6741 A four-fold paper screen painted in ink and colour on a buff and gold ground with scenes of men at leisure.
Japan 17th century early Edo Genroku period (1688-1704)
Dimensions: H. 14″ x W. 78¾” (35.5cm x 200cm)
From the right:
A group of men are enjoying an odori (dance), some holding ko-tsuzumi (small, two-headed drum with an hour-glass shaped body) one with a flute and several with fans. Red momiji (maple leaves) in the background indicate that the season is autumn.
In the next panel, we can see a scene where a young boy is receiving instruction in the art of ikebana (flower arrangement). Freshly picked kikyō (bellflower) and red momiji (maple leaves) are being brought to add to the arrangement and another boy reclining leisurely on the veranda admires the kiku (chrysanthemum) flowers he holds in his hand. Specimens of all the plants present on this panel are decorated together in an ikebana arrangement placed in the tokonoma (display alcove) behind the instructor.
The following scene shows a young man styling his hair using a comb while looking into his hand-held mirror. His grooming set sits next to him, just inside the room. A gō board with two pots of counters and a shōgi board with a money pouch placed on top can be seen inside the interior. In the adjacent room, a group of men are seated, one of them playing the shamisen (three-stringed Japanese musical instrument) and another, possibly a priest, tuning his instrument.
A young man is seated on the veranda next to a smoking set and is emptying his pipe into an ashtray. Kikyō (bellflower) grows in front of the veranda, and fuji (wisteria) is painted on the walls of the interior, on a gold ground.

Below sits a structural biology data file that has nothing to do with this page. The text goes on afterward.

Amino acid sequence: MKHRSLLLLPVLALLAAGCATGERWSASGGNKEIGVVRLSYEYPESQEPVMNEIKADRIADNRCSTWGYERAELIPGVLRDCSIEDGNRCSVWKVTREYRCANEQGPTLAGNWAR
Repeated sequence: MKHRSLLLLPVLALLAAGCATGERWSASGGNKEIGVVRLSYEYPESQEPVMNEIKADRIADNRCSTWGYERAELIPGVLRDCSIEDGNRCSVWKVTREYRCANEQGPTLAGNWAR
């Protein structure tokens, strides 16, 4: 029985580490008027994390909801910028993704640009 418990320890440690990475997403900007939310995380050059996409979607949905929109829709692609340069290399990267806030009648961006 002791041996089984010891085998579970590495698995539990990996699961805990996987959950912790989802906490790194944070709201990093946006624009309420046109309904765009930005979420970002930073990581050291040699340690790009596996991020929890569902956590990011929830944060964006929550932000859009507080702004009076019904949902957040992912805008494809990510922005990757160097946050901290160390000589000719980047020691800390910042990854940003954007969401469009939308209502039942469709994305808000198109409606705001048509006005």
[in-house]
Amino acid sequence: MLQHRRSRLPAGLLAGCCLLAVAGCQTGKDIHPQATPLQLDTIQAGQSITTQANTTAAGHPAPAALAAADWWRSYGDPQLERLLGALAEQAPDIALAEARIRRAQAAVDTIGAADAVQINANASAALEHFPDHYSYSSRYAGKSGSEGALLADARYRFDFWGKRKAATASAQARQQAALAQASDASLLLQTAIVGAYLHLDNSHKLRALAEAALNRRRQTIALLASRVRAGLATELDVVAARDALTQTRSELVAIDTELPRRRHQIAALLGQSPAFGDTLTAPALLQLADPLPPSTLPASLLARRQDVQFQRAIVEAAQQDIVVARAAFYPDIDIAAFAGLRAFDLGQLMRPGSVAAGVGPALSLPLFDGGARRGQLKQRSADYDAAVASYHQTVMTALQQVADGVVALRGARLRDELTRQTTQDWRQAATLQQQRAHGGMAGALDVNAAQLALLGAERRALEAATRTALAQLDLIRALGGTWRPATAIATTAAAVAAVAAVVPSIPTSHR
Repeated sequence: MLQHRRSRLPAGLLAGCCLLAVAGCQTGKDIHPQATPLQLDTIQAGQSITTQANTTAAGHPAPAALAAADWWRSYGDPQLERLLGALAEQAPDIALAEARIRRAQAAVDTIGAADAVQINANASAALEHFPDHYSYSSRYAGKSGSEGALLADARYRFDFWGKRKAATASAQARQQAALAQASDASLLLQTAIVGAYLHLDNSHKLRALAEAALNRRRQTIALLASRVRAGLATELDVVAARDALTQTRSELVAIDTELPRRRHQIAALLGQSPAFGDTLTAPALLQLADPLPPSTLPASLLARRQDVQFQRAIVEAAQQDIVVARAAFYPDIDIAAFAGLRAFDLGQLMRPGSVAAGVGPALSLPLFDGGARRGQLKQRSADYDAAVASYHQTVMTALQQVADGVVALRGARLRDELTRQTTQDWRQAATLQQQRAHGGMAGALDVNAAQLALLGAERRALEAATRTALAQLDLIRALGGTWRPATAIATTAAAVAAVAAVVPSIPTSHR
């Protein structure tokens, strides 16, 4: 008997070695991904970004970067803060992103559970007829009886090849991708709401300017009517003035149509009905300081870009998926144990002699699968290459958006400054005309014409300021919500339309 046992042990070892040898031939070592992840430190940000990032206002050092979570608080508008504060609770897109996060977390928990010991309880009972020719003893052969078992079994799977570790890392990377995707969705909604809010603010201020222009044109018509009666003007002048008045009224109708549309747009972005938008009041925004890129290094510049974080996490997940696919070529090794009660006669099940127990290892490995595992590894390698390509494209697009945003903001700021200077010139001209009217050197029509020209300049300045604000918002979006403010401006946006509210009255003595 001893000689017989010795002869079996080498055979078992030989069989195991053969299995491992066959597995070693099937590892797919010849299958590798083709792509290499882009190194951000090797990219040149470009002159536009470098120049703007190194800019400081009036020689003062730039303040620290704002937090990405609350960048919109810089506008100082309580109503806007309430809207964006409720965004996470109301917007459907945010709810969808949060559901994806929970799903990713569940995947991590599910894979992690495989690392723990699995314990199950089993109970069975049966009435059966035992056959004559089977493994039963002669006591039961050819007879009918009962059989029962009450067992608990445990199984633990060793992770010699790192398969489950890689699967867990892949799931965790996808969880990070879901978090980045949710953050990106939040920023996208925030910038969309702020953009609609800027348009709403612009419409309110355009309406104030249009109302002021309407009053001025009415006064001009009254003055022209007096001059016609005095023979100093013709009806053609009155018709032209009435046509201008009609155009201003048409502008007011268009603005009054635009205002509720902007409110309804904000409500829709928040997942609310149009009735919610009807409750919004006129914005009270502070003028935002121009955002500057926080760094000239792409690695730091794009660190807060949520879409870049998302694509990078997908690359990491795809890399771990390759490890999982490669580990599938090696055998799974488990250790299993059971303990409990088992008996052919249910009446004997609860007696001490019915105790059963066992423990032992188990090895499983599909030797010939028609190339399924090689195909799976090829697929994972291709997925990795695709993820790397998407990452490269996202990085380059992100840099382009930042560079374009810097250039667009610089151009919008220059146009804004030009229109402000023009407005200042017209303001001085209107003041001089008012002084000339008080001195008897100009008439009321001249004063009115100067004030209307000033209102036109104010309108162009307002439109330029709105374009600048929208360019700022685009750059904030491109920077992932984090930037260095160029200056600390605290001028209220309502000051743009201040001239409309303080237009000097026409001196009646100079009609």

In the final scene on the left, a more official scene is taking place. A man sits, bowing, opposite a young lord who is writing on a scroll in calligraphy. Several other men of various ages sit around the edge of the room, which is decorated in sombre toned Chinese-style suibokuga (ink wash paintings). A kakemono (hanging scroll) with a scholar painted in ink hangs in the tokonoma (display alcove), and a single branch of ume (plum) with white blossom is displayed in an ornate bronze kabin (flower vase).
A large pine tree grows outside this room, partially obscured in the painting by golden clouds. The matsu (pine tree) symbolises longevity, but also steadfastness and courage due to its ability to remain green and fresh even during the fiercest of winters. It is for this reason that matsu are often used in paintings in association with rulers in Japan, as it is an auspicious symbol that the ruler will enjoy a long and steady reign.
*This screen was originally in the form of four small fusuma (sliding doors).